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Consumer checklist can head off repair problems before they start

Auto repair questions create major headaches for consumers, often causing motorists to dread taking their vehicle in for service.

Questions such as: Which shop should I go to? Can I trust them? Will the repairs be done right? How much will it cost?

In fact, AAA research shows roughly one out of 10 consumers was dissatisfied in their most recent visit to a repair facility.

“Many disputes between consumers and repair shops are the result of misunderstandings over what was supposed to be repaired and what was actually done,” said Dave Skaien, the Automobile Club of Southern California’s Approved Auto Repair manager.

To help ensure consumers receive reliable, quality auto repair service, the Auto Club recommends motorists use the following checklist.

• Determine what type of repair facility is needed. Most vehicles can be repaired and maintained by a full-service repair facility, but if there is a major problem with a specific vehicle system, a shop specializing in that area might be the best choice. Vehicles still under warranty typically must be repaired by the dealer.

• Select a trusted repair facility. Friends, relatives and coworkers are a good source of recommendations. Also, consumers can look for one of the more than 8,000 AAA Approved Auto Repair facilities in the US and Canada.

• Make an appointment. If the facility manager knows a motorist is coming and has a rough idea of the problem, the right technician can be assigned to the job and allowed enough time to get it done properly.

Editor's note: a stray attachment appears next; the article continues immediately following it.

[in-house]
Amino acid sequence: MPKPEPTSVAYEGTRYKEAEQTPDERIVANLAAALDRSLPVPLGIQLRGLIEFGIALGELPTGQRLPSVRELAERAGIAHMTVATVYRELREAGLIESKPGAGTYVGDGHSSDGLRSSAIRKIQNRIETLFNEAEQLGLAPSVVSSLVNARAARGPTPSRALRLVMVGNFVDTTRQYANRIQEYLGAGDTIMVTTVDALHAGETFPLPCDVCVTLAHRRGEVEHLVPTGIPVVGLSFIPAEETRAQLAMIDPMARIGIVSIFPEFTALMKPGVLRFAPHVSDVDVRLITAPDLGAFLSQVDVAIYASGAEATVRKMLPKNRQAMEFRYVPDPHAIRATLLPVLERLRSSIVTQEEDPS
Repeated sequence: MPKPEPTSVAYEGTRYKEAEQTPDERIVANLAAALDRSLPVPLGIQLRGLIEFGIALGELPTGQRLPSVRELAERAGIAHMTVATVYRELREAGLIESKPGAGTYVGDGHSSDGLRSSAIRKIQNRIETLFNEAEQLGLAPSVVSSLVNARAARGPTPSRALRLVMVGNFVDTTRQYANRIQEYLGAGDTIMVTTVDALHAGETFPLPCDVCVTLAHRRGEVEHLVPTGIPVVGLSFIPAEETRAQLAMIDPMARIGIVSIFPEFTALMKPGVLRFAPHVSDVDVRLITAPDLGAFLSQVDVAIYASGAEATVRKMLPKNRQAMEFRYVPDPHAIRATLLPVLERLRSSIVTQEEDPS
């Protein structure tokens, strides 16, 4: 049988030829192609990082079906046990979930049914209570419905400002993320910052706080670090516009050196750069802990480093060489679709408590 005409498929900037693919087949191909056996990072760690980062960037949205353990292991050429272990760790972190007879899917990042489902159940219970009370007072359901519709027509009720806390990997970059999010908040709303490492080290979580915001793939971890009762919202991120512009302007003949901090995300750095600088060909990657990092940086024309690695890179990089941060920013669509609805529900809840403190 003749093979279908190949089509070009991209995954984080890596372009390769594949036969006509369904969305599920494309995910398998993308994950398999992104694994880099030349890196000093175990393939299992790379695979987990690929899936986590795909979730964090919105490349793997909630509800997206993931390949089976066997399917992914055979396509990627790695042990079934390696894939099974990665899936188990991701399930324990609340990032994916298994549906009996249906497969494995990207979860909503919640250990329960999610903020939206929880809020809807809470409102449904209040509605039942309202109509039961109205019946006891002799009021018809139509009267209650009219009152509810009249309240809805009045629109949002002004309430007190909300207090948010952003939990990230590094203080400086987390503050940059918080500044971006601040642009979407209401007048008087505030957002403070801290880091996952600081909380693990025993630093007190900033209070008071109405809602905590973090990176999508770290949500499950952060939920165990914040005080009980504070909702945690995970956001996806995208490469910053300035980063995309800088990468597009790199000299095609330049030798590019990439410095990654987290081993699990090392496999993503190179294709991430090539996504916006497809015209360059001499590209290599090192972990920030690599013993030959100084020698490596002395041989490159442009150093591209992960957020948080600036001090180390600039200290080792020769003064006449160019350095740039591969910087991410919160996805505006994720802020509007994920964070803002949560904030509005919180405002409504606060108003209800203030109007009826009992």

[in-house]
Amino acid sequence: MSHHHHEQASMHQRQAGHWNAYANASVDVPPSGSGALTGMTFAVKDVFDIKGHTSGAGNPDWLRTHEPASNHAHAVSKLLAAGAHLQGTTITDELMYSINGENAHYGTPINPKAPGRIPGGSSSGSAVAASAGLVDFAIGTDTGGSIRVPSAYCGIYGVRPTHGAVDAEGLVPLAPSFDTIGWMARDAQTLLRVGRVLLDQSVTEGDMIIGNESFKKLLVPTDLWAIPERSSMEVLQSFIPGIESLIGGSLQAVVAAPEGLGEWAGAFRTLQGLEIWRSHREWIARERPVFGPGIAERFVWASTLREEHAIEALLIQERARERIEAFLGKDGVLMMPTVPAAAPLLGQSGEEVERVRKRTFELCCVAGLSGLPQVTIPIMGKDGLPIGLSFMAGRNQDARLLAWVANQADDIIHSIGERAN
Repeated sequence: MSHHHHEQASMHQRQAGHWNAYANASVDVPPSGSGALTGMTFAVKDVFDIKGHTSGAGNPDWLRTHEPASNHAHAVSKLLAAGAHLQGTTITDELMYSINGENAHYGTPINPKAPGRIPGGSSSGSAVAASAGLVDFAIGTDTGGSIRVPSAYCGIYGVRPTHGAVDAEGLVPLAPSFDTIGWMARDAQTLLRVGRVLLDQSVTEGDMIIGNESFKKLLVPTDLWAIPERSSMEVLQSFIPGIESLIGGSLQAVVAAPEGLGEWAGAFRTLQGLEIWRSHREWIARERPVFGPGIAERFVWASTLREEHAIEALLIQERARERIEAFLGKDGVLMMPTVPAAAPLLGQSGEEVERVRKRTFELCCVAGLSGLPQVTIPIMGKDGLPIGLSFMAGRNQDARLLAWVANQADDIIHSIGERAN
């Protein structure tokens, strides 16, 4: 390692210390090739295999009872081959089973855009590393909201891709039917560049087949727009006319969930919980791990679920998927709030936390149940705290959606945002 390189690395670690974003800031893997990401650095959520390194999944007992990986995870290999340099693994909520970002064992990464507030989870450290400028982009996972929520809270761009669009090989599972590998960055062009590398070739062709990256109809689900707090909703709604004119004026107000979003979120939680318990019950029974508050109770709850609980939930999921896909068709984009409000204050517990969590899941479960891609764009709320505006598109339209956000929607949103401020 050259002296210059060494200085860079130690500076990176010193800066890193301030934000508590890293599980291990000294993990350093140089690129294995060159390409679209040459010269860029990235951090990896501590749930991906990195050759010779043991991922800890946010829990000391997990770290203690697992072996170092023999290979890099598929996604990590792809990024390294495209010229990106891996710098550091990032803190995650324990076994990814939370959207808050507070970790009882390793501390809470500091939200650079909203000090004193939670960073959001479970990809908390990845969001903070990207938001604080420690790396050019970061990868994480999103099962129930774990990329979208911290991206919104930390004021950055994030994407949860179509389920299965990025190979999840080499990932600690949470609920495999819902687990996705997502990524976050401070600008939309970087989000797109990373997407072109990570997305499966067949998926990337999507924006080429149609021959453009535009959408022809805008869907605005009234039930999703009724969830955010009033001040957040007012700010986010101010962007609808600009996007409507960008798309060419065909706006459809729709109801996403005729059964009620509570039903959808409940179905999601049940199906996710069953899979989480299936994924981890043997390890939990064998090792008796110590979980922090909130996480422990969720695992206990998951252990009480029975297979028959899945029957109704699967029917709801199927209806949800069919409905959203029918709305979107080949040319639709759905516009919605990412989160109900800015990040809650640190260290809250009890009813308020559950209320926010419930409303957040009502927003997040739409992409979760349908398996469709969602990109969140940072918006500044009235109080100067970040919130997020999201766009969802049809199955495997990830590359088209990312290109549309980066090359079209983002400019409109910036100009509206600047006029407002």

• Describe the problem. Don’t tell the technician what needs to be repaired or replaced unless it’s obvious. Instead, describe the problem and its symptoms and let the technician determine the appropriate solution.

• Read the repair order. Be wary of blanket statements such as “check and correct transmission noise” or “fix engine;” they could result in an unexpected and costly major repair. And never sign a blank repair order or tell the shop to “just fix it” or “do what’s necessary” unless the problem is covered under warranty.

• Get a written estimate. Oral estimates can be disputed or forgotten. Always ask for a written estimate prior to approving work on a vehicle.

• Insist on a call if repair costs will exceed the estimate. Predicting exact repair costs can be difficult, so most written estimates allow up to a 10 percent overrun. However, motorists should make sure it’s written on the repair order that they want to be called if the costs will exceed this allowance.

• Carefully consider add-on repairs. If the repair facility calls to say a different part of the vehicle also needs work, it may be best to defer those repairs until a later visit unless the shop can provide clear justification for making them immediately. Don’t hesitate to get a second opinion if the extra work does not appear warranted.

• Ask for replaced parts. When dropping their vehicle off for service, consumers should tell the shop they will want to see any replaced parts. Consumers are also entitled to keep those parts, unless the facility must return them under a warranty or exchange program. Replaced parts and a well-documented repair order can be useful if there is a problem later.

• Take a test drive. If a problem remains or the vehicle does not run properly after it’s picked up, don’t go home. Return to the shop immediately. If a problem arises after leaving the shop, make an appointment to bring the vehicle back as soon as possible.

• Get a detailed copy of the repair order. Make sure it specifies the costs of labor and each part. Ask for the facility’s warranty in writing if it’s not printed on the bill. AAA Approved Auto Repair facilities offer a minimum 12-month/12,000-mile warranty.

 

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